Being on a “diet” doesn’t mean you have to eat like a bird, workout like a jack rabbit on meth, or even feel completely and horribly miserable. Our minds are a powerful force. We think that if we do things in an extreme way, we will get extreme results. When someone typically goes on a diet, their mind instant goes into “diet mode.” Can’t have this. Can’t have that. Can’t go to birthday parties or attend a catered work function because they are serving all these bad foods. In diet mode, we deprive. We limit. We restrict ourselves from having all the foods we love because it will help us lose weight…right?

Wrong.

For one, the world is not going to stop revolving because you want to lose weight. Your life is not going to stop happing all around you because you want to get healthy. There’s always going to be birthdays, parties, holidays, sickness, functions, injuries, and other life events. You can’t say “Hey! oldest son’s birthday! You can’t happen this year because momma is on a diet and bringing cake into this house is a big no-no.” Not only will your child be extremely disappointed, but you are again depriving yourself of a fulfilling life (and will probably have one angry kid).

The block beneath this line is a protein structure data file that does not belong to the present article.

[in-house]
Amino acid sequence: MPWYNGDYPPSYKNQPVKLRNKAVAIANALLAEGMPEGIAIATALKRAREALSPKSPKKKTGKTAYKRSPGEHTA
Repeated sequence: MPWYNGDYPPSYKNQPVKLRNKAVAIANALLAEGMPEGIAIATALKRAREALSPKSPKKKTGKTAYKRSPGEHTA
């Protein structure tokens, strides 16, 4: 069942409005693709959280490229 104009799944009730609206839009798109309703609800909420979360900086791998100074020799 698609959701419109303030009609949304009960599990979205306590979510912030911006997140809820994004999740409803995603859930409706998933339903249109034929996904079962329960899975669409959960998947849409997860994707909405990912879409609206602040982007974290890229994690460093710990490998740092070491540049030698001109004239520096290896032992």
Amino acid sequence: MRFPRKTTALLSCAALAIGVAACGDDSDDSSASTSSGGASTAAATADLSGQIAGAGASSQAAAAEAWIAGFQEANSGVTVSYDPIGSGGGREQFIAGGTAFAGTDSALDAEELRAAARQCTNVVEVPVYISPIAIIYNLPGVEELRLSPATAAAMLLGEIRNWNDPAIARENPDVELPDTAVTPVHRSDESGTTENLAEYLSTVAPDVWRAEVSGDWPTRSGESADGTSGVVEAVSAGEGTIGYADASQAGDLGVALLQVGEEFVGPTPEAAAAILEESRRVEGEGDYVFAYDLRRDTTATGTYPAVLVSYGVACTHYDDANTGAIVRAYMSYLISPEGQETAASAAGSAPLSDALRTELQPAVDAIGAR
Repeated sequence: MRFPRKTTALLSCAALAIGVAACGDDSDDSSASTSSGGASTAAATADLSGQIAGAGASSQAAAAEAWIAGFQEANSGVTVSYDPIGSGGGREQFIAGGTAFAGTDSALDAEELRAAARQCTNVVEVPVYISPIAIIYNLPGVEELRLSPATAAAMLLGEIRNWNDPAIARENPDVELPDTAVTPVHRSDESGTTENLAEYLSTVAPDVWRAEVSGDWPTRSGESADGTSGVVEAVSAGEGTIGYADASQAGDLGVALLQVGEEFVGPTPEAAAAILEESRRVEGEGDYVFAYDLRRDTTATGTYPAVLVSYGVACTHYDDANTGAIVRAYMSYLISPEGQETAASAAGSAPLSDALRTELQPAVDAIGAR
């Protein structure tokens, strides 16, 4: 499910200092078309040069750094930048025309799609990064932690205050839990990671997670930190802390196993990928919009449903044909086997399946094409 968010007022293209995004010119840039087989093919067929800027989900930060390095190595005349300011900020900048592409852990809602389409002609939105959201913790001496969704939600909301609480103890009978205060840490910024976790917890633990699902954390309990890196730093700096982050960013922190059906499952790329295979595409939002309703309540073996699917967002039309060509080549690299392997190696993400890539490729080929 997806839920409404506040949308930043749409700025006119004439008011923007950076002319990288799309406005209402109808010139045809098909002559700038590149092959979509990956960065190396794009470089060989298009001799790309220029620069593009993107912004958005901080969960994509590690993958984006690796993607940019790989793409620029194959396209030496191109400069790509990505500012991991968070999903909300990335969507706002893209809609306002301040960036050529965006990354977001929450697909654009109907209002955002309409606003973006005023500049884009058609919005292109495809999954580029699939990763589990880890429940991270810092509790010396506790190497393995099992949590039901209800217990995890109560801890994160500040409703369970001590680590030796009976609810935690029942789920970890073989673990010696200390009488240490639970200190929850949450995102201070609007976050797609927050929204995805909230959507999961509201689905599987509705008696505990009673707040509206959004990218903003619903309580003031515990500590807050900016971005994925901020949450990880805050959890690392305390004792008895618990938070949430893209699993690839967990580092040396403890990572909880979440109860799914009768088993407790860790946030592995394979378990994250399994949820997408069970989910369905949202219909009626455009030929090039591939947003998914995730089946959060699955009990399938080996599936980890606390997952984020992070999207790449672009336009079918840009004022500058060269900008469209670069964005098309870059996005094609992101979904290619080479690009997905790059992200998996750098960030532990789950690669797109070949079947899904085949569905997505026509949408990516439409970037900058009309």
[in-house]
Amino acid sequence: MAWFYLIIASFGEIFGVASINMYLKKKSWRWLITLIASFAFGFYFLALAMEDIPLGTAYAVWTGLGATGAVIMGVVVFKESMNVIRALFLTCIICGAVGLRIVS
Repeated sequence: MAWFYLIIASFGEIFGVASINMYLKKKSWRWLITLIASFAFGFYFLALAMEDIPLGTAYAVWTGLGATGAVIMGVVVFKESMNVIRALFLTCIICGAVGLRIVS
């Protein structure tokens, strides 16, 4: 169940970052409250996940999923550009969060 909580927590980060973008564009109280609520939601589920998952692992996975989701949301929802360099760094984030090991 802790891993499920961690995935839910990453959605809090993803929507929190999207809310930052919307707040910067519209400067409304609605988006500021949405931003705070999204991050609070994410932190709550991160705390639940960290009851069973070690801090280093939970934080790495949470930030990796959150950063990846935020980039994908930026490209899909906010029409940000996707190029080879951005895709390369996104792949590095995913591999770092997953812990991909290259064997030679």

Have you ever heard someone tell you that muscle burns fat? Well, that is also true. But did you know that eating too few calories can eat away at your muscle? Protein is one of the biggest macronutrients in the muscle building process, but when your body is deprived of that nutrient, it will most certainly start eating away at your muscle. That in turn can cause a whole slew of problems, not just your metabolism slowing either. Your muscles give your movement. They protect your bones. Not only that but losing too much muscle has a negative impact on your body composition itself—meaning you can “look” heavier than you did before you started restricting calories.

So how do you know how many calories to eat? How do you know what your BMR actually is? There are a number of ways to calculate your BMR from doing the math based on your age, height, current weight and activity level, to having professional body scans done in order to find out that information.

But what if I told you that you can lose weight without counting a single calorie? What if I told you that you have 2 tools that you carry with you at all times that will help you determine how much and what to eat without ever tracking a single calorie or even having to track all of your food in a fitness tracker?

Sounds too good to be true, right?

Well, it’s not. It’s actually pretty simple.

I’ll get more into that in part 2.

About The Author

Cassy Roop

Author, Graphic designer at Pink Ink Designs, L1 Nutrition Coach at Precision Nutrition and Fitness Nutrition Specialist at National Academy of Sports Medicine (NASM)

Book Release Dates

September 2021

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Releases Aug 17 2021